Rotary Rock Drill

Rotary Rock Drill

In drilling for water and oil to reasonable depths through the generally soft yielding clay and sand formation of the Coastal Plain of Texas, Louisiana, and Mississippi, the rotating method of drilling was adopted, principally on account of the easy and quick penetration, and the low cost of the drilling plant.

In favorable ground, free of heavy gravel and rock strata, as much as 1,000 ft. has been drilled in less than 36 hr., although such performances were of course rare.

Hydraulic rotary drilling, or, as it is now called, rotary drilling, was used in the above States as early as 1880. The plant consisted of an ordinary derrick, a 25-h.p. boiler, a small hoist, a steam pump, and a water swivel with hose attachment, and an ordinary flat diamond-pointed bit.

The successful drilling in of a phenomenal oil well by this process on Spindletop, near Beaumont, Texas, and the ascertained impracticability of drilling subsequent wells in the same locality by other methods (owing principally to heavy quicksand under pressure from below), brought rotary drilling into great prominence, practically to the exclusion of any other process throughout the Coastal Plain, and later on elsewhere.

The method, as its name implies, involves the rotation of a pipe by means of machinery placed on the derrick floor. A drill bit attached to the lower end cuts a clearance for the drill pipe, with much the same motion and effect as an auger. Water forced through the drill pipe by means of a pump, and escaping through the bit, removes the cuttings and returns to the surface outside the drill pipe. In this manner the hole is kept open, permitting the drill stem to rotate freely.

The pressure of the column of muddy water holds up the walls of the hole until it has been cased.

Practically all the wells of the Gulf coast region, numbering nearly 10,000, have been drilled with this system. During the last five years its use has been extended to many other States and countries.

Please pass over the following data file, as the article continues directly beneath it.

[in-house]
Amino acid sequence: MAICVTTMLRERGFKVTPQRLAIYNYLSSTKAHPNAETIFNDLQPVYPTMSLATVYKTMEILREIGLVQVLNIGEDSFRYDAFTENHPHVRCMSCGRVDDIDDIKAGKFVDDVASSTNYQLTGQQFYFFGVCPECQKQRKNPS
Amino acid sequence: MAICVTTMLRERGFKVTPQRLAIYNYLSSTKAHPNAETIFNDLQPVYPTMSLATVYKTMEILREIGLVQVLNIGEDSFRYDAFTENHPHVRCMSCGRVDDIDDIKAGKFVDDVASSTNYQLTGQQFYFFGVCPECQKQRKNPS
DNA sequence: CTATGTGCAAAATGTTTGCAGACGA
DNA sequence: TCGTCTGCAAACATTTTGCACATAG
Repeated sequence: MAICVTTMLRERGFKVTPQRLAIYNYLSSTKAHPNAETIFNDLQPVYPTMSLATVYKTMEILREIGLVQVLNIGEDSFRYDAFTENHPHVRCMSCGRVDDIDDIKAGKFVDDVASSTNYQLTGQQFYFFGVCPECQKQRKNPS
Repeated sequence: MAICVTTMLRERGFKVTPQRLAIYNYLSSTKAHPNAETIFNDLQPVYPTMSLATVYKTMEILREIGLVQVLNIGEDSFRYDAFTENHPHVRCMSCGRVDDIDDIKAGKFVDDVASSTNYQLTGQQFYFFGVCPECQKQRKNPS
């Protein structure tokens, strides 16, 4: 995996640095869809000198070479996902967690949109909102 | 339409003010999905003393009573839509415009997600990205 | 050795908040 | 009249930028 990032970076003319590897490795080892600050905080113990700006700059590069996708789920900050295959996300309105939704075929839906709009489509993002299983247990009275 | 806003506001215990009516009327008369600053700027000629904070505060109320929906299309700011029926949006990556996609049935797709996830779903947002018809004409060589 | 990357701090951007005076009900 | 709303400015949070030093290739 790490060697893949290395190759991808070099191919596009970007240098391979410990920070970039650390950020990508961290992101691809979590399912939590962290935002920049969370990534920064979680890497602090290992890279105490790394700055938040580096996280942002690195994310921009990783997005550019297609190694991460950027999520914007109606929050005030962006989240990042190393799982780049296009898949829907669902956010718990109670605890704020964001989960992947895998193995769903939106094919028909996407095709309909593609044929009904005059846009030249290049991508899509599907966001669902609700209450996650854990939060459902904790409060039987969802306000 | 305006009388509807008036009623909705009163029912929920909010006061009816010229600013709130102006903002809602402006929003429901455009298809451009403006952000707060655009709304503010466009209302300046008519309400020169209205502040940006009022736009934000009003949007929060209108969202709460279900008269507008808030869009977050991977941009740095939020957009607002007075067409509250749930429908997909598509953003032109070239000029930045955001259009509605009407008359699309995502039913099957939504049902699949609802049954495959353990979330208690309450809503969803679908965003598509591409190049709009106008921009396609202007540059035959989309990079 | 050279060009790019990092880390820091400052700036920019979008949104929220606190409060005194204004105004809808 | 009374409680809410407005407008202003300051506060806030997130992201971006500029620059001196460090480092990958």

The great drawback hitherto has been the slow progress made in drilling rock and other hard formations. For soft, caving formations no other system can approach it in efficiency.

The old style bit in general use is known as the fishtail type, as shown in Fig. 1. Having only two cutting edges it soon grinds down flat when hard rock is encountered. At times only a few inches a day can be made with it. The racking and wrenching to which the machinery and drill


pipe are subjected, when drilling a hole from 4 to 18 in. in diameter, result often in twist-offs of the drill stem and costly fishing jobs. With the use of the heavier rigs and deeper drilling the need for a bit adapted to cutting rock became a crying necessity.

It was to meet this need that the cone bit, known as the Sharp & Hughes, was invented by me in 1908.


In brief, it consists of two or more detachable, cone-shaped cutters of hardened steel (see Fig. 2). These cutting cones revolve on bronzed bearings, lubricated with a special heavy viscous oil supplied by means of a small pipe carried inside the drill stem (see Fig. 3). The cutters, being detachable, may be removed and sharpened when dull.

The old style fishtail bit scraped its way through the rock encountered. With hard rock or sandstone it soon wore flat, lost all cutting power and had to be renewed. This necessitated the removal and replacement of the entire drill stem, with many (perhaps several thousand) feet of pipe, the work of many hours.